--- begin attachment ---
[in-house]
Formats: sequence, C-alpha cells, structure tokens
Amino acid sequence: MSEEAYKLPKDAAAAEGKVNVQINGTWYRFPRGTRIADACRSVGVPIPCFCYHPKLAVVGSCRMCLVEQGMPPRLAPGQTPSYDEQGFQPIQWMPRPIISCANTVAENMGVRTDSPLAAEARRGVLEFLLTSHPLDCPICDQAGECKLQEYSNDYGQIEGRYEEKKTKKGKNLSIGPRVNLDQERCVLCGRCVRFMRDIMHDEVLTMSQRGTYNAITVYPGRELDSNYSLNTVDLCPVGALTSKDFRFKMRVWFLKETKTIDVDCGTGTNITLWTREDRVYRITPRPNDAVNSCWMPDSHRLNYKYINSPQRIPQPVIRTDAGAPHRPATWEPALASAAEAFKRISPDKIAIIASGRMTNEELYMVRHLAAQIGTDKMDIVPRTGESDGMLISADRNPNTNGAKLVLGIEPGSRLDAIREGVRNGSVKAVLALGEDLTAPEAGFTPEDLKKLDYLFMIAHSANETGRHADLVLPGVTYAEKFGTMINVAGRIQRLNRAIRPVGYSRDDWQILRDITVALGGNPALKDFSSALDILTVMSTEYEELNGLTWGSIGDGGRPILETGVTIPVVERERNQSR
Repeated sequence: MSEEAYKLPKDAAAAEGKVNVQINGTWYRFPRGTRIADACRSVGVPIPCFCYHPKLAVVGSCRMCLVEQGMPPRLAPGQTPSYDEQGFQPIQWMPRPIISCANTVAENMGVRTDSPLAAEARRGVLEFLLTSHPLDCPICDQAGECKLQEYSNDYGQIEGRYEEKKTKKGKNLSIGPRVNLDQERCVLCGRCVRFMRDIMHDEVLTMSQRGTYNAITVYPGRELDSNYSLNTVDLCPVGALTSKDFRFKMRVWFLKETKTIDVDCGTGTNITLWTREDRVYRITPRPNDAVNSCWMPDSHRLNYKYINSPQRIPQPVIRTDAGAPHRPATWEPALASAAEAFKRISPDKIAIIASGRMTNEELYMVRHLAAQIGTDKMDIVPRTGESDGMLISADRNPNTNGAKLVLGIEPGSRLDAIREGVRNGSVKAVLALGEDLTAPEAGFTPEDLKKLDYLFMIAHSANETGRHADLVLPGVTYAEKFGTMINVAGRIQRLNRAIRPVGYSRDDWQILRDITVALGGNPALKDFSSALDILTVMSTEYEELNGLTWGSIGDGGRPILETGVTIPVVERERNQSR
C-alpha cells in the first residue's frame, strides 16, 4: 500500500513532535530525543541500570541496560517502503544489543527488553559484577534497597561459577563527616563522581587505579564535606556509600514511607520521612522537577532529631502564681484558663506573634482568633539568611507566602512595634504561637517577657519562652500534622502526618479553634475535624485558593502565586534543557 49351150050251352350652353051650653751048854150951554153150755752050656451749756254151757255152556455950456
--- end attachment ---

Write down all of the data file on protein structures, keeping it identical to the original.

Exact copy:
[in-house]
Formats: sequence, C-alpha cells, structure tokens
Amino acid sequence: MSEEAYKLPKDAAAAEGKVNVQINGTWYRFPRGTRIADACRSVGVPIPCFCYHPKLAVVGSCRMCLVEQGMPPRLAPGQTPSYDEQGFQPIQWMPRPIISCANTVAENMGVRTDSPLAAEARRGVLEFLLTSHPLDCPICDQAGECKLQEYSNDYGQIEGRYEEKKTKKGKNLSIGPRVNLDQERCVLCGRCVRFMRDIMHDEVLTMSQRGTYNAITVYPGRELDSNYSLNTVDLCPVGALTSKDFRFKMRVWFLKETKTIDVDCGTGTNITLWTREDRVYRITPRPNDAVNSCWMPDSHRLNYKYINSPQRIPQPVIRTDAGAPHRPATWEPALASAAEAFKRISPDKIAIIASGRMTNEELYMVRHLAAQIGTDKMDIVPRTGESDGMLISADRNPNTNGAKLVLGIEPGSRLDAIREGVRNGSVKAVLALGEDLTAPEAGFTPEDLKKLDYLFMIAHSANETGRHADLVLPGVTYAEKFGTMINVAGRIQRLNRAIRPVGYSRDDWQILRDITVALGGNPALKDFSSALDILTVMSTEYEELNGLTWGSIGDGGRPILETGVTIPVVERERNQSR
Repeated sequence: MSEEAYKLPKDAAAAEGKVNVQINGTWYRFPRGTRIADACRSVGVPIPCFCYHPKLAVVGSCRMCLVEQGMPPRLAPGQTPSYDEQGFQPIQWMPRPIISCANTVAENMGVRTDSPLAAEARRGVLEFLLTSHPLDCPICDQAGECKLQEYSNDYGQIEGRYEEKKTKKGKNLSIGPRVNLDQERCVLCGRCVRFMRDIMHDEVLTMSQRGTYNAITVYPGRELDSNYSLNTVDLCPVGALTSKDFRFKMRVWFLKETKTIDVDCGTGTNITLWTREDRVYRITPRPNDAVNSCWMPDSHRLNYKYINSPQRIPQPVIRTDAGAPHRPATWEPALASAAEAFKRISPDKIAIIASGRMTNEELYMVRHLAAQIGTDKMDIVPRTGESDGMLISADRNPNTNGAKLVLGIEPGSRLDAIREGVRNGSVKAVLALGEDLTAPEAGFTPEDLKKLDYLFMIAHSANETGRHADLVLPGVTYAEKFGTMINVAGRIQRLNRAIRPVGYSRDDWQILRDITVALGGNPALKDFSSALDILTVMSTEYEELNGLTWGSIGDGGRPILETGVTIPVVERERNQSR
C-alpha cells in the first residue's frame, strides 16, 4: 500500500513532535530525543541500570541496560517502503544489543527488553559484577534497597561459577563527616563522581587505579564535606556509600514511607520521612522537577532529631502564681484558663506573634482568633539568611507566602512595634504561637517577657519562652500534622502526618479553634475535624485558593502565586534543557 49351150050251352350652353051650653751048854150951554153150755752050656451749756254151757255152556455950456